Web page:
IU East faculty member examines role, value of community service at Indiana Colleges

December 13th, 2007

The public is supportive of service-learning courses for Hoosier college students according to a recently published report by Indiana Campus Compact. The report was written by Ange Cooksey, an Indiana University East humanities lecturer, for the ICC and shows the support Indiana institutions for higher education have from the public in service learning opportunities for their students.

Cooksey worked with researchers Robert G. Bringle and Julie Hatcher of the Center for Service and Learning at IUPUI, and the Survey Research Center, at IUPUI. Jacquelyn McCracken, executive director of ICC, was the project director. Three studies funded by the Lilly Endowment for the project included student retention, public perception of higher education and the impact of service on communities.

Through the eight-year study, researchers found that service-learning courses, especially in the first semester of college, help influence students’ decisions to return to those campuses. The general public supports service-learning and would be even more favorable to it if they understood that it helps prepare students for professional careers and civic life. Hoosiers whose lives are touched by community service like the service and want more of it. However, the general public lacks complete awareness of the full array of service incentives on campuses.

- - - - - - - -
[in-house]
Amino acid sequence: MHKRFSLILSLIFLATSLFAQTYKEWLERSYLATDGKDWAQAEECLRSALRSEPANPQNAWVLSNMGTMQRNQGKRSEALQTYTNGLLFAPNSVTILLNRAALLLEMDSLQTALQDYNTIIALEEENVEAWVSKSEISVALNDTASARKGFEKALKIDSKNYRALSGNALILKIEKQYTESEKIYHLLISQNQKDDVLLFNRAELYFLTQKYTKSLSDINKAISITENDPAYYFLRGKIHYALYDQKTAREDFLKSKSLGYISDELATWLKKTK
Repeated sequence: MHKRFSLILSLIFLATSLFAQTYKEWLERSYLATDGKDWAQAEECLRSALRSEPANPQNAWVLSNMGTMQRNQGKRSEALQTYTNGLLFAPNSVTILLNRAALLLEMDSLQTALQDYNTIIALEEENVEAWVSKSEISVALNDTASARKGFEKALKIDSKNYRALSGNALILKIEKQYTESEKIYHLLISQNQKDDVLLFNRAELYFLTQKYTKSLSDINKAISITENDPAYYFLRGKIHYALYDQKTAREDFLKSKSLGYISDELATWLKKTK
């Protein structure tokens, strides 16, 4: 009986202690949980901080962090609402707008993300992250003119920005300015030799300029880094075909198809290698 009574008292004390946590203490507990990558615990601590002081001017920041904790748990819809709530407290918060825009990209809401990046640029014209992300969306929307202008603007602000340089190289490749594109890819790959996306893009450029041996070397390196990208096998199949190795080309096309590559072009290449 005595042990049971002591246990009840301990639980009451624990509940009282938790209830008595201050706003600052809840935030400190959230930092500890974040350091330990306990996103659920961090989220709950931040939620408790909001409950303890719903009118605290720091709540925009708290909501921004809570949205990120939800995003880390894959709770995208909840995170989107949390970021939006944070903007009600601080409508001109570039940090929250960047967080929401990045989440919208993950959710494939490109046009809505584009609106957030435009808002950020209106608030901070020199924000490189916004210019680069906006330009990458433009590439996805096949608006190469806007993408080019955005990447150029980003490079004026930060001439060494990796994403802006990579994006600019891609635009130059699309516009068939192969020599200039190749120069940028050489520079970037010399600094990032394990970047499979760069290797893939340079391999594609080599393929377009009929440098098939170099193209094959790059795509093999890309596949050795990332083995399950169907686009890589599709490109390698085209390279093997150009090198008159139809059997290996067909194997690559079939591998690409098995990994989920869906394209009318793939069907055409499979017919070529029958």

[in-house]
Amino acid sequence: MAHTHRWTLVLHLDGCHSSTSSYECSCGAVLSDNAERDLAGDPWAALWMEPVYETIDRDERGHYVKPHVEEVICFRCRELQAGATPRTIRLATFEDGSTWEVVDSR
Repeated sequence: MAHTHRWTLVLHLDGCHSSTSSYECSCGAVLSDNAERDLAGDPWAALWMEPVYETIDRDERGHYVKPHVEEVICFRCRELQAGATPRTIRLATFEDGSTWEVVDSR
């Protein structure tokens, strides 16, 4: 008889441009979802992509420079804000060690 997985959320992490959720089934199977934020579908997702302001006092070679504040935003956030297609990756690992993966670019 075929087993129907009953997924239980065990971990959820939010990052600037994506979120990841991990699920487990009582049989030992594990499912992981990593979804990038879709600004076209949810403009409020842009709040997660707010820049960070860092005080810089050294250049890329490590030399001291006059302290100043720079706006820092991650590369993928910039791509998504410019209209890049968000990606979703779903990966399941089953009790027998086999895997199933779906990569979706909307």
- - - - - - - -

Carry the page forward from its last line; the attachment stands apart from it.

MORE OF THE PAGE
In Cooksey’s written report, service learning is a rewarding experience for students and leads some to continue such projects outside of college. Residents believe the most significant roles of higher education are to prepare students to be our community’s future leaders and improve the quality of life in those communities. The compiled research reveals that a majority of Hoosiers believe that undergraduate college education would be improved if community service were part of every student’s course of study.

In addition, Indiana residents recognize the importance of a college education and that high levels of quality education are available in our state.

ICC is a network of college campuses that involve students, faculty, and staff in service-learning and civic engagement in order to educate citizens, prepare future leaders, and contribute to the quality of life of communities.

For more information on Indiana Campus Compact, visit www.indianacampuscompact.org.

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